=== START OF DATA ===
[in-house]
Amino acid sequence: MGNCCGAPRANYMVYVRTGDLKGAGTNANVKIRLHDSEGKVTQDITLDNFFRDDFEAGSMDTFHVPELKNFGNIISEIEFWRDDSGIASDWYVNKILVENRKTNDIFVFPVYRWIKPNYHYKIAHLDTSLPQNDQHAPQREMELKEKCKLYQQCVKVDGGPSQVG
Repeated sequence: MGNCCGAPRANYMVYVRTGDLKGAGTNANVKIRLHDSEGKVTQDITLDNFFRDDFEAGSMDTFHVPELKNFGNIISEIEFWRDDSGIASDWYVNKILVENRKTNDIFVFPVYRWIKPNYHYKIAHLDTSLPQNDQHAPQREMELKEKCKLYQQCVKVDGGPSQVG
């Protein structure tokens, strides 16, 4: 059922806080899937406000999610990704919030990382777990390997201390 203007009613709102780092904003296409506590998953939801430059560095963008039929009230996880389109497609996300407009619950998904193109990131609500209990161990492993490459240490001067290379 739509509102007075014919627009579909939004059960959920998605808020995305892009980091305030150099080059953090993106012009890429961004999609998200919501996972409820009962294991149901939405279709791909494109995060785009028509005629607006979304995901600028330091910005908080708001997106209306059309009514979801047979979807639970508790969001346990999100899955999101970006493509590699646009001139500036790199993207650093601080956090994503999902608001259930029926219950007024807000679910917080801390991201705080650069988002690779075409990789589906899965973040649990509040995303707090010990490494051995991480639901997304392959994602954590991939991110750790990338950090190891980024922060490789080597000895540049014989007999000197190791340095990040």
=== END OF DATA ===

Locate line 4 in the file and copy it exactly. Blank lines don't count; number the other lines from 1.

């Protein structure tokens, strides 16, 4: 059922806080899937406000999610990704919030990382777990390997201390 203007009613709102780092904003296409506590998953939801430059560095963008039929009230996880389109497609996300407009619950998904193109990131609500209990161990492993490459240490001067290379 739509509102007075014919627009579909939004059960959920998605808020995305892009980091305030150099080059953090993106012009890429961004999609998200919501996972409820009962294991149901939405279709791909494109995060785009028509005629607006979304995901600028330091910005908080708001997106209306059309009514979801047979979807639970508790969001346990999100899955999101970006493509590699646009001139500036790199993207650093601080956090994503999902608001259930029926219950007024807000679910917080801390991201705080650069988002690779075409990789589906899965973040649990509040995303707090010990490494051995991480639901997304392959994602954590991939991110750790990338950090190891980024922060490789080597000895540049014989007999000197190791340095990040």